[ In the September/October 2007 issue of Worship Facilities Magazine, Ron Kastens discussed in the article Property Search and Acquisition the challenges that CrossWay Christian Church encountered in locating property for their planned church facility. He continues his advice to church pastors with some lessons learned in the months that followed their successful property search. ]
Once our church (CrossWay Christian Church, of Nashua, New Hampshire) completed our property search, there were numerous tasks that needed to be accomplished. I'd like to continue the discussion from my last article with insights gleaned after we located our property.
I am sure entire articles could be written on architect selection, and indeed, Worship Facilities Magazine has covered this topic extensively. I'll point out just a few things that were important to me.
Make sure the person or firm is capable of handling your project. Have they done projects of similar and larger sizes in the past? Do you really want a residential architect to cut his teeth on your 20,000 square foot building? More than likely the answer is no. Ask for a list of references and call them. Go see the buildings they have designed. Just because a firm designs only churches or specializes in churches does not automatically give them a head start on other firms. Make sure that a firm that only designs churches does not feel like they have everything figured out"We know how to design your church. Just ask us."
We interviewed several architectural firms, and once we figured out which ones could handle the scope of our job, we chose the one with whom we sensed the best chemistry. I don't think we realized it at the time, but I think we chose the firm that listened best. If your architect is not a good listener he or she will not be a good architect for you.
I underestimated how important the civil engineer would be to our project. We hired a firm that was highly recommended to us by a local developer. I think local is always better because the firm is immersed in local codes, procedures, policies, and all the unwritten ways of doing things with the city. The civil engineer was critical to obtaning our approvals with the city. Hire an architect that has a good rapport with youbut hire a civil engineer who has a good rapport with the city.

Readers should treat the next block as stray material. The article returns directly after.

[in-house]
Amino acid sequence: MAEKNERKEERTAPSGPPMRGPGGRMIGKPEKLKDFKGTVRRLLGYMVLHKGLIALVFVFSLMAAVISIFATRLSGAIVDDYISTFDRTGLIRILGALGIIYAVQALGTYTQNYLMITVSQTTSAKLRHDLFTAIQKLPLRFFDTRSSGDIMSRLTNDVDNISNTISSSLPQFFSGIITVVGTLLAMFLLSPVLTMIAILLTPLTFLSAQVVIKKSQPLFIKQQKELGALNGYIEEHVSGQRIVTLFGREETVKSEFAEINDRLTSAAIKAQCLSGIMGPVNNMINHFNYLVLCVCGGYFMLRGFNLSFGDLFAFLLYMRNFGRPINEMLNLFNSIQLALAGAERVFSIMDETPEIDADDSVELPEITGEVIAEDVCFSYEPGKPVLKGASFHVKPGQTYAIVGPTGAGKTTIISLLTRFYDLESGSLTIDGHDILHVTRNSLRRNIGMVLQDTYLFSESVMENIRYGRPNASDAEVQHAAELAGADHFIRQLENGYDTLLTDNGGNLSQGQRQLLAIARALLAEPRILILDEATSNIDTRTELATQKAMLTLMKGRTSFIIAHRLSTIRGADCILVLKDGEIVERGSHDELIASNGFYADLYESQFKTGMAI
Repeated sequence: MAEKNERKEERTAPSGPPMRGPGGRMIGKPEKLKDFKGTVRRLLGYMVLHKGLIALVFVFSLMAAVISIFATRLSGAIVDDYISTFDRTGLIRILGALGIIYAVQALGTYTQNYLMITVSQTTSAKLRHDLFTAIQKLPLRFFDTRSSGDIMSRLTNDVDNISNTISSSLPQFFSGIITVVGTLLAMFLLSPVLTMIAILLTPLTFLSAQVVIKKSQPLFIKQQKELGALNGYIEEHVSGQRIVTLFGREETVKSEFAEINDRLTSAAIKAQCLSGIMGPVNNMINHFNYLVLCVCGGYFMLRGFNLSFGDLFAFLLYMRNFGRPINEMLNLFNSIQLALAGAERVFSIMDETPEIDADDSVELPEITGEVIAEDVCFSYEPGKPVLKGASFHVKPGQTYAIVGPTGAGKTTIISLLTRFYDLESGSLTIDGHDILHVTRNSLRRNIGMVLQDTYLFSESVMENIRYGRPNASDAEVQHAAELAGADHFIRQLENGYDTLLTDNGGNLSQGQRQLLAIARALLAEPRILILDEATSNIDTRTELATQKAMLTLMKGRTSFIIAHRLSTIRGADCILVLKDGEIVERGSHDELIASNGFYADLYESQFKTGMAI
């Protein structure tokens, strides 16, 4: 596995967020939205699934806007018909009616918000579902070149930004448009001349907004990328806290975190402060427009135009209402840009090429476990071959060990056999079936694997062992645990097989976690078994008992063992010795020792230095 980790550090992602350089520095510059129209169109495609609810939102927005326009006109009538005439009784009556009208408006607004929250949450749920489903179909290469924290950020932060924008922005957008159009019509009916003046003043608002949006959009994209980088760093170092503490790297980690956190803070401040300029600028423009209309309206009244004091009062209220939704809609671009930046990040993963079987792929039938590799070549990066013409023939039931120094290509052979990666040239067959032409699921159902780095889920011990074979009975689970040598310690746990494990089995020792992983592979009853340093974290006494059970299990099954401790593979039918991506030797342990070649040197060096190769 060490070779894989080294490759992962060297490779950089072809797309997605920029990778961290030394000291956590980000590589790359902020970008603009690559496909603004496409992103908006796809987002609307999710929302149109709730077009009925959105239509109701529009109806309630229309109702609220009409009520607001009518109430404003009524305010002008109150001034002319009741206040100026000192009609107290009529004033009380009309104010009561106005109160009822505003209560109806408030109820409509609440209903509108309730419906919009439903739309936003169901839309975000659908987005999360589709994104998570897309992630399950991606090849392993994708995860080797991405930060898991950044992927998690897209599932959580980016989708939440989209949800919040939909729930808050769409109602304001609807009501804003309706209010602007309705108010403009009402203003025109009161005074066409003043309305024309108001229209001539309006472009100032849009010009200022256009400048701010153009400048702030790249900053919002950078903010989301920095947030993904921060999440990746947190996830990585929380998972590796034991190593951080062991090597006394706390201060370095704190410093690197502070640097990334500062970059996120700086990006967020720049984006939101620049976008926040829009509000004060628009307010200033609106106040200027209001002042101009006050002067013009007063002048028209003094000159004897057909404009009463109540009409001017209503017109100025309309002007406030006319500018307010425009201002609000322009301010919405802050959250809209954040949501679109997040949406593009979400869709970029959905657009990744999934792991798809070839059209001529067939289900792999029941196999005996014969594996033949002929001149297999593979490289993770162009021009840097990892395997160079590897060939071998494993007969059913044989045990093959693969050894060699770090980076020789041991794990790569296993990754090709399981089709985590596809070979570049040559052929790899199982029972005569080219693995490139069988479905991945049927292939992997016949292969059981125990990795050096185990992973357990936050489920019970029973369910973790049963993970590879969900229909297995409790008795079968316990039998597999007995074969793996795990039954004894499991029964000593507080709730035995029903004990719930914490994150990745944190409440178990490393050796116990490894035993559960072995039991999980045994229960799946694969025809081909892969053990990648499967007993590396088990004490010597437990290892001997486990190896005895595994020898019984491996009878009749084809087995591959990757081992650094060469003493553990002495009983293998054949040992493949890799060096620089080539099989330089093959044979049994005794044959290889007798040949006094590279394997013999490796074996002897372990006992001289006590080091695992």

If you are not sure who does, ask around. Ask someone on the city's planning and zoning staff to recommend a couple of sharp engineering firms. They know who is good. Do not skimp on this decision. If your city is like ours, this person will represent you before the zoning and planning boards.
What can you do to begin cultivating a good relationship with appropriate city officials? When we first began our property search, I sat down with a few members of our city's staff to find out what we needed to be aware of as we began looking for property. They were very helpful. Later, when we had property and a site plan, we sat down with them again to gain a sense of what issues might be raised at the hearings before the zoning and planning boards. It was a big help to me for that to be my second meeting with those people instead of the first. In addition, I also met with the alderman who represented the district in which the property is located. Over lunch we discussed the area, its needs, and what ideas he had for a church meeting on the property we had purchased.
Depending upon your location, proximity to abutters, and your area of the country, it is impossible to say how your abutters will respond to your project. I can tell you this, however. Just about everyone dislikes change, especially in their back yard. In addition, the more uninformed they are about the change, the more they will dislike it.
We were fortunate in that one of our members is a direct abutter. We signed the purchase and sale agreement in November. In December I held gatherings at the home of our member, right in their neighborhood, to hear from the abutters. I told them that before we even hired an architect, I wanted to hear from them what ideas or concerns they had about our project. I wanted to try to incorporate those ideas in from the beginning.
At the end of that evening I said to them, "You may not like a church building going up on that property, I understand that. But when this is over I want you to be able to say that we listened and we handled this in the right way." Sometime later after our site plan was completed, we held another meeting, at our current facilities, to show them the site plan and get their feedback. While the abutters were not doing cartwheels in response to our project, I believe we established good relationships with our neighbors. I think that has helped us during this process, but even more importantly, it was the right thing to do.
Every city is different in how it operates, so I do not want to say a great deal about this process. One of the most important things is to hire a great civil engineer and architect who can help you navigate the procedures in your town. And, expect it to take more time than you think.
[ Watch the Worship Facilities Magazine website for an upcoming video on CrossWay's new building. ]